Meredith Turney

For who can look into the sweet, earnest eyes of Daisy, a young Latina in Los Angeles, who wants to be a doctor or veterinarian, and honestly say that she's better off in the failing school she's destined to attend, rather than give her every opportunity to succeed?

Or who can harden their heart against young Anthony, caught in the worst school system in the nation: Washington, D.C.?

The entrapment in a failing system doesn’t just affect the economically disadvantaged. Emily, who comes from a more affluent neighborhood, is stuck in a school that "tracks" students, putting children considered less bright on a lower academic track, while the more intelligent students are exposed to greater education opportunities.

As "Waiting for Superman" details, teachers unions are more than willing to leave these young, hopeful scholars in a system that robs them of their potential just to protect lazy teachers and bureaucrats more interested in an easy paycheck.

And that is the most devastating verdict of the film. Adult teachers, whose unions crow about how much they care for "the children," have placed their own selfish interests above the needs of their very own posterity. The crestfallen, devastated looks of the children and their parents in this film should evoke outrage at what the unions are directly responsible for. They have created and enabled this failed system. Every tear and every lost dream falls squarely at their doorstep.

School choice is an issue where conservatives and liberals have the opportunity to unite and make a difference. If there are enough Davis Guggenheims out there—men and women who can set aside preconceived political notions and objectively look at a problem—there is immense hope for reforming the broken school system.

The pushback will be fierce. As shown in the film, Michelle Rhee, chancellor of the District of Columbia Public Schools system, had many innovative ideas for turning around the nation's worst school system. But she was repeatedly stymied in her attempts at reform by the powerful teachers unions. In fact, teachers weren’t even permitted by their leadership to vote on Rhee's proposals for performance-based salaries.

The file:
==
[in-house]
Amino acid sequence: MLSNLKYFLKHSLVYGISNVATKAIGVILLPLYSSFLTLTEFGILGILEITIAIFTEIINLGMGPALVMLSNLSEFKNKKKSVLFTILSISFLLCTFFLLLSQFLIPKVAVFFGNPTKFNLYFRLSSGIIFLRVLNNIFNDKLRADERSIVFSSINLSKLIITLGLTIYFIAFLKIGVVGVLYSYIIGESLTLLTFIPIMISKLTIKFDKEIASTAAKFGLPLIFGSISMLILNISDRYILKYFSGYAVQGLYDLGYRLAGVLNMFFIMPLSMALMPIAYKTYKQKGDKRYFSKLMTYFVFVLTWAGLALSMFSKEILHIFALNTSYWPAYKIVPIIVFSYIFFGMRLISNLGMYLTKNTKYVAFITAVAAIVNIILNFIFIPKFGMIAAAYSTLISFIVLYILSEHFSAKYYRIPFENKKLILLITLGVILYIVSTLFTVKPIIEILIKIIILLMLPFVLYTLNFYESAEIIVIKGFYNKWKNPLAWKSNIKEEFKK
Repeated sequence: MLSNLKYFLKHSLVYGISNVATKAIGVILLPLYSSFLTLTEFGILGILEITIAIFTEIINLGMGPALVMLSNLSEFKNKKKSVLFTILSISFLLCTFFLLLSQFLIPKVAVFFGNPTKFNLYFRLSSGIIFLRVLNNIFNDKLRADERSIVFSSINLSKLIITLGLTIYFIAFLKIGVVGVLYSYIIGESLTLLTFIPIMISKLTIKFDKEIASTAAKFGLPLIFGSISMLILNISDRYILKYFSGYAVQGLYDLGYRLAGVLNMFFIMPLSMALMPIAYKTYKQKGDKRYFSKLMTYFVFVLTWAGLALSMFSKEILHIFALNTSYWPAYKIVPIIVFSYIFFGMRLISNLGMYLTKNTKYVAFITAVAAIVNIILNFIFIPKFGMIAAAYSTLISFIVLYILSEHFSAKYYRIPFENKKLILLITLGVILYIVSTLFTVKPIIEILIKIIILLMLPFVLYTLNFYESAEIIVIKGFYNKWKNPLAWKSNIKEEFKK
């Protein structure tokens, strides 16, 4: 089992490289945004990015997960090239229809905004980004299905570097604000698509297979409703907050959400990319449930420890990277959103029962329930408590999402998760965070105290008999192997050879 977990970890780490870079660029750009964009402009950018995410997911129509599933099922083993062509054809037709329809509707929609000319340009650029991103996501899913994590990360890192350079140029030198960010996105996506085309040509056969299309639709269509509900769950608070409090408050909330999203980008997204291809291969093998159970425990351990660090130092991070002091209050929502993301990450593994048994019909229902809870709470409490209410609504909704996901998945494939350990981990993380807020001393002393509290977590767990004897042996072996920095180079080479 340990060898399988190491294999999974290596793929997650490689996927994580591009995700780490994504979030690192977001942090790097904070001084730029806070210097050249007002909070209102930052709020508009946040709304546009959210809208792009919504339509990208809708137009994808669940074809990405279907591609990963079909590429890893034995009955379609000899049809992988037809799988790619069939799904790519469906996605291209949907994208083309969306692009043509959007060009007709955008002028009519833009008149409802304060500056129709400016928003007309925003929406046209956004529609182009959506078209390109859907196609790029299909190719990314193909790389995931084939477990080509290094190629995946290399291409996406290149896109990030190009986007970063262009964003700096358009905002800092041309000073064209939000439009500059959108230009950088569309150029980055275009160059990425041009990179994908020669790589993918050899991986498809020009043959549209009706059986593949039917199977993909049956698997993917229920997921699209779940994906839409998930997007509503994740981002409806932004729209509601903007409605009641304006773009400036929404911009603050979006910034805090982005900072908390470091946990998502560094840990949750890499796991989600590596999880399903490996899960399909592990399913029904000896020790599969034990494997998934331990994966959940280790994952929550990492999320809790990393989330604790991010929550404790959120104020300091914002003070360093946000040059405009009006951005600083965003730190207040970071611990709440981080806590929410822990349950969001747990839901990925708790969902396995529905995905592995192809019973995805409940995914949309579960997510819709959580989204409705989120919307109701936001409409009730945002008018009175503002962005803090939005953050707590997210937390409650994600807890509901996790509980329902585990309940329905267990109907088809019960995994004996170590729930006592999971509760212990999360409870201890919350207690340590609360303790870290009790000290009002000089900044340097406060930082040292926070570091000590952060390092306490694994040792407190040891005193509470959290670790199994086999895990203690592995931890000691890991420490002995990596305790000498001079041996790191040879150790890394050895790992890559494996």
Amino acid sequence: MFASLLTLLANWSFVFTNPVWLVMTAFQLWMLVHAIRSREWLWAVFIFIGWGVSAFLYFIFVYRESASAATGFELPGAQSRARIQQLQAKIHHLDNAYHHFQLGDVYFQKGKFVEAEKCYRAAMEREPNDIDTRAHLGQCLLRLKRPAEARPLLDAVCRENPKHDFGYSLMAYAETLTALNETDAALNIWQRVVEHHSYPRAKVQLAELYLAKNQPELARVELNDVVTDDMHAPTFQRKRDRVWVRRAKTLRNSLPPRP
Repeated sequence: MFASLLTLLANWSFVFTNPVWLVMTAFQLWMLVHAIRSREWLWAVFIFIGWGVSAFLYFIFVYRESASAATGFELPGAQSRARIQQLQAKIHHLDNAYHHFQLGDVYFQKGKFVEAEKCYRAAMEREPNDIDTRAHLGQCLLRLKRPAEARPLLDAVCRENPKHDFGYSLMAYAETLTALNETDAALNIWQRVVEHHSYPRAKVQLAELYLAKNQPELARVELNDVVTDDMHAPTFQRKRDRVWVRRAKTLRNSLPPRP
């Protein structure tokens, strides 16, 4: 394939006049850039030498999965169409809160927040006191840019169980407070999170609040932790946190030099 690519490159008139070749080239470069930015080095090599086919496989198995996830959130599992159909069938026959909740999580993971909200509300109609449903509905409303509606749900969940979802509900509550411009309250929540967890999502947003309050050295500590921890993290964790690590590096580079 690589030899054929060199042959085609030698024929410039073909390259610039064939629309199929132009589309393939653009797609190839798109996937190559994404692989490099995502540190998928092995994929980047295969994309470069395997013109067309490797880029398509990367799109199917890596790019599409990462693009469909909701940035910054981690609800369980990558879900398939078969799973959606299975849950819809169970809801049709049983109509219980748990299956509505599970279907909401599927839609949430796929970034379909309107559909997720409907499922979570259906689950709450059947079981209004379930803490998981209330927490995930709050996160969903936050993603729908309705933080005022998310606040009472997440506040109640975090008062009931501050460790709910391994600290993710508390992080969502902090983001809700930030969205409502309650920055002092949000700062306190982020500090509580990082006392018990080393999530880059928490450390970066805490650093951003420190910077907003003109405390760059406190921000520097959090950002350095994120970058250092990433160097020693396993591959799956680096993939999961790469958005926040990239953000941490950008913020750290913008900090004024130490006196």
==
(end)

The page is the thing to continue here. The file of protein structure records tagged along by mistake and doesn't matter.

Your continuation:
Teachers unions were somewhat concerned by the fact their core political supporters seem to be jumping ship. Last week the Sacramento Bee reported the National Education Association (NEA) actually considered spending $3.5 million to counter the "anti-teacher union documentaries." But the union ultimately decided against such an expenditure since the films are merely "a blip." According to NEA executive director John Wilson, the films "will come and go, but the union will still be there, our members will still be in these schools." It is that kind of insolence that has enabled the status quo.

The unions arrogantly believe that nothing can really threaten their chokehold on the education system. But the political allies that have given them cover for so long may finally be waking up to realize they have desperately failed the very children they claim to put first.

The title of the film is derived from a story told by one of its subjects, Geoffrey Canada, president of the Harlem Children's Zone. Canada explained that when he was young he waited for Superman to come save his family from their impoverished life. But much to his disappointment, he was told that Superman doesn't exist. It was a devastating revelation, understanding that there was no one powerful enough to save him from a future lacking opportunity.

But Canada is making a huge difference in the lives of children by ensuring they receive a solid education. That makes Canada and every other educator who stands up to the status quo and teachers unions a real-life superman. It’s time for teachers to rise up against their union leadership and be the supermen and superwomen that their students need.

Meredith Turney

Meredith Turney is a conservative political commentator, writer and new media consultant.More of her work can be found at